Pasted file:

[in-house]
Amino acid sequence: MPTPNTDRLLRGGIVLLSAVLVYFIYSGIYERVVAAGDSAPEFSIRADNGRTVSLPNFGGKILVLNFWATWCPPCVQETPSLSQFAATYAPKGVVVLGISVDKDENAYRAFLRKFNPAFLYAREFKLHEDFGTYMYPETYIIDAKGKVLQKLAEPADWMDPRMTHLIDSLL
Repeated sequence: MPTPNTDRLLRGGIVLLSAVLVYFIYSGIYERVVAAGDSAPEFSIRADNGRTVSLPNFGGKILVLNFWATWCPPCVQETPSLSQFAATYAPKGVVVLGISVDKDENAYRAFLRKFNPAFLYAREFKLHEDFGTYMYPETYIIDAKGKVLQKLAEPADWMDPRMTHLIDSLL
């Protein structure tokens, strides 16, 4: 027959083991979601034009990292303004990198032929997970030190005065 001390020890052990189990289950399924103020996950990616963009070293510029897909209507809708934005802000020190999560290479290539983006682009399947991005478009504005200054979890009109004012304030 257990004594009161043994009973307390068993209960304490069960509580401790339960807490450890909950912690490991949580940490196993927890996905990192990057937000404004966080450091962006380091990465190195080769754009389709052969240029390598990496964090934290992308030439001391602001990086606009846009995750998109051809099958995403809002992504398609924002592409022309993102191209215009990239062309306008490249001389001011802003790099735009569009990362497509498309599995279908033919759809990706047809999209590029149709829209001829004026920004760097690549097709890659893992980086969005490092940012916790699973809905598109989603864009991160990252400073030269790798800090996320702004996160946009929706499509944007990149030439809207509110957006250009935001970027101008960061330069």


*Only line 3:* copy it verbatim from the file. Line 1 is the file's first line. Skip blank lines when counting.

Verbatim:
Repeated sequence: MPTPNTDRLLRGGIVLLSAVLVYFIYSGIYERVVAAGDSAPEFSIRADNGRTVSLPNFGGKILVLNFWATWCPPCVQETPSLSQFAATYAPKGVVVLGISVDKDENAYRAFLRKFNPAFLYAREFKLHEDFGTYMYPETYIIDAKGKVLQKLAEPADWMDPRMTHLIDSLL